Nietzsche on the nature of reflection:
When we try to examine the mirror in itself we discover nothing but things upon it. If we want to grasp the things we finally get hold of nothing but the mirror. This, in the most general terms, is the history of knowledge.
I could use the bulk of this post to conduct a close reading of the above quote, to pick apart its internal logic, illustrate its underlying tensions. But today I’ll concern myself not with what Nietzsche says, but instead what my choosing of this passage says about me.
Essentially I want to know why I’m drawn to philosophy in the first place and how this interest relates to my depression and anxiety.
Does a depressed way of thinking lead me to agree with Nietzsche that attempting to know something is futile? This sounds simple enough. My misery loves the company of Nietzsche’s pessimistic worldview.
In addition, does my anxiety recognize itself in Nietzsche’s thoughts on the impossibility of knowledge? Do I suffer from metaphysical hypochondria—the constant fear that reality isn’t real, that I have no self, that the world is an illusion? The vertigo of knowing that nothing can be known for sure? Makes sense. Afraid I’ll float away, I ground myself in doubt.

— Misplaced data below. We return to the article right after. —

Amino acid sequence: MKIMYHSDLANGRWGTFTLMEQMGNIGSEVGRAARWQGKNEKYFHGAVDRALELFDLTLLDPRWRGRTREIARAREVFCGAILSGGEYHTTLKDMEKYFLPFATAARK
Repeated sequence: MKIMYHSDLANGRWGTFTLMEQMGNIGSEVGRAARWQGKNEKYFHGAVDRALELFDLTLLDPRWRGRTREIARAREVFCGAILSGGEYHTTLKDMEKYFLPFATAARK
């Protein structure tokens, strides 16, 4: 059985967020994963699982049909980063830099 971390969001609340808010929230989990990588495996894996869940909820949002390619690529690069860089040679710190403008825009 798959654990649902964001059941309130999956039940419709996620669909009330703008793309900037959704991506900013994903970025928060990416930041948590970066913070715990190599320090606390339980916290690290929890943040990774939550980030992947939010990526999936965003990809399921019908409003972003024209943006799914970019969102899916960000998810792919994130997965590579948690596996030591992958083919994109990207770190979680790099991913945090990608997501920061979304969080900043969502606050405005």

But the psyche is an ocean and so far we’ve only touched the surface. I argue that choosing this quote reflects a deep-seated existential angst that manifested itself long before any symptoms of my illness appeared.
I suffer from depression and anxiety because my entire being is engaged in an existential crisis, and has so since birth. My illness is both an expression of and response to this crisis. When I’m depressed I feel nothing because I am, at my core, Nothing. When I’m anxious I worry this Void will consume me.
Some people lift weights, get high or go to the shooting range as a means of coping with their cosmic insignificance.
I go to the library, where great minds thrive. And there I find Nietzsche. And there I find joy.